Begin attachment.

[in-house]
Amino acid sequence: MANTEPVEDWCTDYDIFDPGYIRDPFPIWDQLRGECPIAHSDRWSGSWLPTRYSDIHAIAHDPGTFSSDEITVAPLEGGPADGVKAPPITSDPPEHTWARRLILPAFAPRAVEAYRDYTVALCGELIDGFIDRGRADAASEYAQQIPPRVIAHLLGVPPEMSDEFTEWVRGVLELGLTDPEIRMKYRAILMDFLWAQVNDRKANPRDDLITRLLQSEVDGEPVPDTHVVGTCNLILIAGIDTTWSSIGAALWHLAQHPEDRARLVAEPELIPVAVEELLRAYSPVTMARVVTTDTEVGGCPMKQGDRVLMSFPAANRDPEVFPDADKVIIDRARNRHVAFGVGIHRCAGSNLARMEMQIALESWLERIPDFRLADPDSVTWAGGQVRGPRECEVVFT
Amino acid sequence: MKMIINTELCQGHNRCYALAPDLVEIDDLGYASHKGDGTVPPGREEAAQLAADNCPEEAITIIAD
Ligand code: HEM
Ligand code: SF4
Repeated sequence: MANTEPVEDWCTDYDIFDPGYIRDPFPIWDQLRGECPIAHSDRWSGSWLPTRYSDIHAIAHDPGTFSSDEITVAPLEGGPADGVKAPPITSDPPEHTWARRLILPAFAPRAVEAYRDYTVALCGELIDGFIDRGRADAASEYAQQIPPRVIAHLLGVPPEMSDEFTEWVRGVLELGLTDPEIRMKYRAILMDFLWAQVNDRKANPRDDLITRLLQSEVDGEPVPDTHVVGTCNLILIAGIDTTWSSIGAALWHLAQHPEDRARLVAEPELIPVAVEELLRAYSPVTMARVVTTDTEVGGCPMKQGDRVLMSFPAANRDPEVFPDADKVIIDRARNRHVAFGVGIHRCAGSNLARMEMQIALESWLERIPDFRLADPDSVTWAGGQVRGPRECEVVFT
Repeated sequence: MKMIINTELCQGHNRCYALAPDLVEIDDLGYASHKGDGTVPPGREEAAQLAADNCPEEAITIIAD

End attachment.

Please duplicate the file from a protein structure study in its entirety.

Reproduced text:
[in-house]
Amino acid sequence: MANTEPVEDWCTDYDIFDPGYIRDPFPIWDQLRGECPIAHSDRWSGSWLPTRYSDIHAIAHDPGTFSSDEITVAPLEGGPADGVKAPPITSDPPEHTWARRLILPAFAPRAVEAYRDYTVALCGELIDGFIDRGRADAASEYAQQIPPRVIAHLLGVPPEMSDEFTEWVRGVLELGLTDPEIRMKYRAILMDFLWAQVNDRKANPRDDLITRLLQSEVDGEPVPDTHVVGTCNLILIAGIDTTWSSIGAALWHLAQHPEDRARLVAEPELIPVAVEELLRAYSPVTMARVVTTDTEVGGCPMKQGDRVLMSFPAANRDPEVFPDADKVIIDRARNRHVAFGVGIHRCAGSNLARMEMQIALESWLERIPDFRLADPDSVTWAGGQVRGPRECEVVFT
Amino acid sequence: MKMIINTELCQGHNRCYALAPDLVEIDDLGYASHKGDGTVPPGREEAAQLAADNCPEEAITIIAD
Ligand code: HEM
Ligand code: SF4
Repeated sequence: MANTEPVEDWCTDYDIFDPGYIRDPFPIWDQLRGECPIAHSDRWSGSWLPTRYSDIHAIAHDPGTFSSDEITVAPLEGGPADGVKAPPITSDPPEHTWARRLILPAFAPRAVEAYRDYTVALCGELIDGFIDRGRADAASEYAQQIPPRVIAHLLGVPPEMSDEFTEWVRGVLELGLTDPEIRMKYRAILMDFLWAQVNDRKANPRDDLITRLLQSEVDGEPVPDTHVVGTCNLILIAGIDTTWSSIGAALWHLAQHPEDRARLVAEPELIPVAVEELLRAYSPVTMARVVTTDTEVGGCPMKQGDRVLMSFPAANRDPEVFPDADKVIIDRARNRHVAFGVGIHRCAGSNLARMEMQIALESWLERIPDFRLADPDSVTWAGGQVRGPRECEVVFT
Repeated sequence: MKMIINTELCQGHNRCYALAPDLVEIDDLGYASHKGDGTVPPGREEAAQLAADNCPEEAITIIAD